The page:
DPI does not, no. But using unresized pictures in their original dimensions does, yes. That's why it's bad practice to not resize pictures to the dimensions they will be displayed in on the website. So I would recommend you resize all the pictures to the required dimensions but leave the DPI (to save you a little work).
 

EmmaLouise

macrumors member
Original poster
Aug 2, 2010
33
0
Andalucia, Spain
thank you

just to clarify;

so when I am resizing images using preview as my web guys said to;

I choose the appropriate size i.e. 370px width /210px height, uncheck 'scale proportionally' (otherwise it doesn't let me change it), leave 'resample image' checked and just go with whatever resolution (ppi) appears, whether it be 304.8, 254 or 72 etc!

So this process is correct? and one that is 304.8 will not make the page load any slower than one that is 72? Sorry to be thick but am a bit new to this!

ps. really really appreciate your help (both of you)
 

EmmaLouise

macrumors member
Original poster
Aug 2, 2010
33
0
Andalucia, Spain
sorry me again,

am just reading up on all of this and this article;
http://www.techsoup.org/learningcenter/software/page6045.cfm

states;

'Finally, Windows allows a monitor to display a maximum screen resolution of 72 PPI, so there's no point in saving an image at more than 72 PPI; doing so will only cause the image to load slower without giving the visitor any increase in quality. And because Web graphics generally have low PPI counts, they will probably blurry or fuzzy if you attempt to print them.'


am still confused!
 

ergdegdeg

Moderator emeritus
Oct 13, 2007
1,628
0
Hm, you said the image proportions need to be changed to? That makes it a bit more complicated, unfortunately. If you just resize the image and change proportions, the image will be squished or stretched. You can try it out to see the effect (but don't save ;) ). You'll probably need to crop the image to the required dimensions before resizing it in order to not stretch it.

Other than that, the process is right. DPI has no influence on how fast the page loads since it's only about pixels and an image at 100x200 with a DPI of 72 only has 100x200=20 000 pixels, just like an image at 100x200 with a DPI of 300 only has 100x200=20 000 pixels.

'Finally, Windows allows a monitor to display a maximum screen resolution of 72 PPI, so there's no point in saving an image at more than 72 PPI; doing so will only cause the image to load slower without giving the visitor any increase in quality. And because Web graphics generally have low PPI counts, they will probably blurry or fuzzy if you attempt to print them.'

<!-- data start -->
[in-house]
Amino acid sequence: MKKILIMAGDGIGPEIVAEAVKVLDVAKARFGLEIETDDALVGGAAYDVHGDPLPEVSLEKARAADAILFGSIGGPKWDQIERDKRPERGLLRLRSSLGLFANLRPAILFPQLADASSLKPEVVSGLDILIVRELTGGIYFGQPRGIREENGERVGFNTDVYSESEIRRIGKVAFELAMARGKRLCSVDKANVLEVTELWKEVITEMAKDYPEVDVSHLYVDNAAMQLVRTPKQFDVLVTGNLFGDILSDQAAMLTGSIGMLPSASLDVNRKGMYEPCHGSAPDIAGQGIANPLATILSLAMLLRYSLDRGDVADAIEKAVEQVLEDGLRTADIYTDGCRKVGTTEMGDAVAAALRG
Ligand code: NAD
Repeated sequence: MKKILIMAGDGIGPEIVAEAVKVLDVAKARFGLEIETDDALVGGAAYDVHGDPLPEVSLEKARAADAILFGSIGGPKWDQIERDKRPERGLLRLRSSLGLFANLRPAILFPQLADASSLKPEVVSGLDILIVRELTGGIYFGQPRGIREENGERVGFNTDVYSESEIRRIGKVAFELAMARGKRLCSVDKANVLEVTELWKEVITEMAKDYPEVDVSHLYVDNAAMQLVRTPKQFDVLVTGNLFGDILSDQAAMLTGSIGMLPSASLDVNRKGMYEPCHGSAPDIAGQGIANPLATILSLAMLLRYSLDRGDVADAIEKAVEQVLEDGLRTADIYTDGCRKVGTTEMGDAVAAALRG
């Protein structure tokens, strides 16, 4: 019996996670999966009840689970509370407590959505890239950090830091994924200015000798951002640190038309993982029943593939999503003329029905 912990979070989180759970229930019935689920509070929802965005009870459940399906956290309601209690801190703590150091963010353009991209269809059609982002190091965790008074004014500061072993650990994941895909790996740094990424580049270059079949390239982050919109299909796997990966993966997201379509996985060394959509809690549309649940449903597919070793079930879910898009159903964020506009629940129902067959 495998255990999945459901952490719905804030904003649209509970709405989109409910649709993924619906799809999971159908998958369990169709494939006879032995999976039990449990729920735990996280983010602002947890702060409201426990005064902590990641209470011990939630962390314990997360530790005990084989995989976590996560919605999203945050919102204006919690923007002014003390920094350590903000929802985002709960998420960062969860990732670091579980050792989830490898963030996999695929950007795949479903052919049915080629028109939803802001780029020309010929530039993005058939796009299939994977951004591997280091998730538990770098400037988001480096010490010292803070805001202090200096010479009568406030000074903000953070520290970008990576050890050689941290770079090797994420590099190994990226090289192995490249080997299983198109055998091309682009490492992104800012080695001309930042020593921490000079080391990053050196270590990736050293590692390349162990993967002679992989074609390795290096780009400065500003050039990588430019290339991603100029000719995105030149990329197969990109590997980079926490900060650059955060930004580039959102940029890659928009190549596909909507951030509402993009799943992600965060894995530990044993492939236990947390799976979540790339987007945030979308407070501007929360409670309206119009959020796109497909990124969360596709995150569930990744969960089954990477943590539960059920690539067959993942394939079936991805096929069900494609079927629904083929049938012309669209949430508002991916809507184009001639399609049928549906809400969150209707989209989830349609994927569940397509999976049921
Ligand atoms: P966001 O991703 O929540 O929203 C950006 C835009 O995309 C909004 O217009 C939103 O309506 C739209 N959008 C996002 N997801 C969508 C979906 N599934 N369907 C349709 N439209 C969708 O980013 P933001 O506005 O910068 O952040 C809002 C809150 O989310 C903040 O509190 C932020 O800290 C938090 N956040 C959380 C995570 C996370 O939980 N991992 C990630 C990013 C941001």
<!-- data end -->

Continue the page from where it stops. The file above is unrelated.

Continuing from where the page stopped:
PPI is not DPI and DPI really does not affect how images are displayed on websites or how fast they load.
 

EmmaLouise

macrumors member
Original poster
Aug 2, 2010
33
0
Andalucia, Spain
PPI is not DPI and DPI really does not affect how images are displayed on websites or how fast they load.
one minute I think I've understood it, then another twist comes! I thought that is was ppi, because it is pixels per inch in preview....so dpi doesn't affect the speed but does ppi?

Sorry!

am wondering whether I should just set everything to 72 and be done with it!

ps. after resizing the images look fine, so until one looks weird I won't worry about any stretching etc as have a headache as it is!
 

ergdegdeg

Moderator emeritus
Oct 13, 2007
1,628
0
Sorry, there are so many aspects to it that it's sometimes confusing to me as well :eek:
Let's try again:

DPI: affects how big images appear when printed and has absolutely no effect on how they are displayed on websites or, for that matter, on any monitor.
PPI: affects how big images appear on monitors but you can't change that since the monitor you view the picture on has a set number of pixles per inch determined by the resolution and the physical size. A monitor will always display a pixel in an image as one physical pixel (unless you zoom in etc.).

The labelling in Preview is a little confusing yes, but it does indeed change the DPI used for printing. You can test it by changing the value for any image. You'll see that the pixel dimensions as well as the image size will remain unchanged.
 

EmmaLouise

macrumors member
Original poster
Aug 2, 2010
33
0
Andalucia, Spain
this stuff isn't easy is it!

so to clarify, after changing the width/height, I'll just leave the resolution at whatever it is and whether it be 304.8, 254 or 72 etc the page will load at the same speed?
 

DoFoT9

macrumors P6
Jun 11, 2007
17,512
33
Singapore
PPI is not DPI and DPI really does not affect how images are displayed on websites or how fast they load.
yeh, you are right. i changed the DPI of an image and the size did not change one bit.

i read through that link - interesting stuff! i am still confused however, why doesnt changing the DPI directly change the resolution of digital media? i understand that it would change it for printed media.
 

ergdegdeg

Moderator emeritus
Oct 13, 2007
1,628
0
this stuff isn't easy is it!

so to clarify, after changing the width/height, I'll just leave the resolution at whatever it is and whether it be 304.8, 254 or 72 etc the page will load at the same speed?
Yes, that's right.

yeh, you are right. i changed the DPI of an image and the size did not change one bit.

i read through that link - interesting stuff! i am still confused however, why doesnt changing the DPI directly change the resolution of digital media? i understand that it would change it for printed media.
I'm not sure how to explain the technical aspects, but that's just what DPI does :eek:. It does not change the number of pixels in an image and, as I said, monitors will always display a "logical" pixel in an image as exactly one "physical" pixel (unless you zoom in etc.).
 

DoFoT9

macrumors P6
Jun 11, 2007
17,512
33
Singapore
I'm not sure how to explain the technical aspects, but that's just what DPI does :eek:. It does not change the number of pixels in an image and, as I said, monitors will always display a "logical" pixel in an image as exactly one "physical" pixel (unless you zoom in etc.).
understood. DPI = hard copies! :D